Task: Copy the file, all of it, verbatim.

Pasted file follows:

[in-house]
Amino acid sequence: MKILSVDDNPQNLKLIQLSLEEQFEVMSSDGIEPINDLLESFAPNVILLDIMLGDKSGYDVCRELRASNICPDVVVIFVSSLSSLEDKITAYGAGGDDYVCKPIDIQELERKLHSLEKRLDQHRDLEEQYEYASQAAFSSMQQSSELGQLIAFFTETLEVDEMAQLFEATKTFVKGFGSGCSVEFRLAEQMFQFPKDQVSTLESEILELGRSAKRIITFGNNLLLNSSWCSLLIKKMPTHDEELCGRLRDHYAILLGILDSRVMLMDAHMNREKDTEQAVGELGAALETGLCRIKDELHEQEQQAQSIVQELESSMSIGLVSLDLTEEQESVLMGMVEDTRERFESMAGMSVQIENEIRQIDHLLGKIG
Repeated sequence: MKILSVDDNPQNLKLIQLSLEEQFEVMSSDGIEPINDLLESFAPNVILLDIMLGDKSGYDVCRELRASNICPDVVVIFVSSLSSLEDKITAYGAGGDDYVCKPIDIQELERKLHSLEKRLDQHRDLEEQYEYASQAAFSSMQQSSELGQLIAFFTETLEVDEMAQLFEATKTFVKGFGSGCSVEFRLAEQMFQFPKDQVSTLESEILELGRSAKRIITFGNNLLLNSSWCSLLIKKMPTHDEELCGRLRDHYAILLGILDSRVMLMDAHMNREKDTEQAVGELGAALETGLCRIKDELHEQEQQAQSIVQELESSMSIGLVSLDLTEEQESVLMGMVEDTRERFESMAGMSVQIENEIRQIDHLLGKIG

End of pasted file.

[in-house]
Amino acid sequence: MKILSVDDNPQNLKLIQLSLEEQFEVMSSDGIEPINDLLESFAPNVILLDIMLGDKSGYDVCRELRASNICPDVVVIFVSSLSSLEDKITAYGAGGDDYVCKPIDIQELERKLHSLEKRLDQHRDLEEQYEYASQAAFSSMQQSSELGQLIAFFTETLEVDEMAQLFEATKTFVKGFGSGCSVEFRLAEQMFQFPKDQVSTLESEILELGRSAKRIITFGNNLLLNSSWCSLLIKKMPTHDEELCGRLRDHYAILLGILDSRVMLMDAHMNREKDTEQAVGELGAALETGLCRIKDELHEQEQQAQSIVQELESSMSIGLVSLDLTEEQESVLMGMVEDTRERFESMAGMSVQIENEIRQIDHLLGKIG
Repeated sequence: MKILSVDDNPQNLKLIQLSLEEQFEVMSSDGIEPINDLLESFAPNVILLDIMLGDKSGYDVCRELRASNICPDVVVIFVSSLSSLEDKITAYGAGGDDYVCKPIDIQELERKLHSLEKRLDQHRDLEEQYEYASQAAFSSMQQSSELGQLIAFFTETLEVDEMAQLFEATKTFVKGFGSGCSVEFRLAEQMFQFPKDQVSTLESEILELGRSAKRIITFGNNLLLNSSWCSLLIKKMPTHDEELCGRLRDHYAILLGILDSRVMLMDAHMNREKDTEQAVGELGAALETGLCRIKDELHEQEQQAQSIVQELESSMSIGLVSLDLTEEQESVLMGMVEDTRERFESMAGMSVQIENEIRQIDHLLGKIG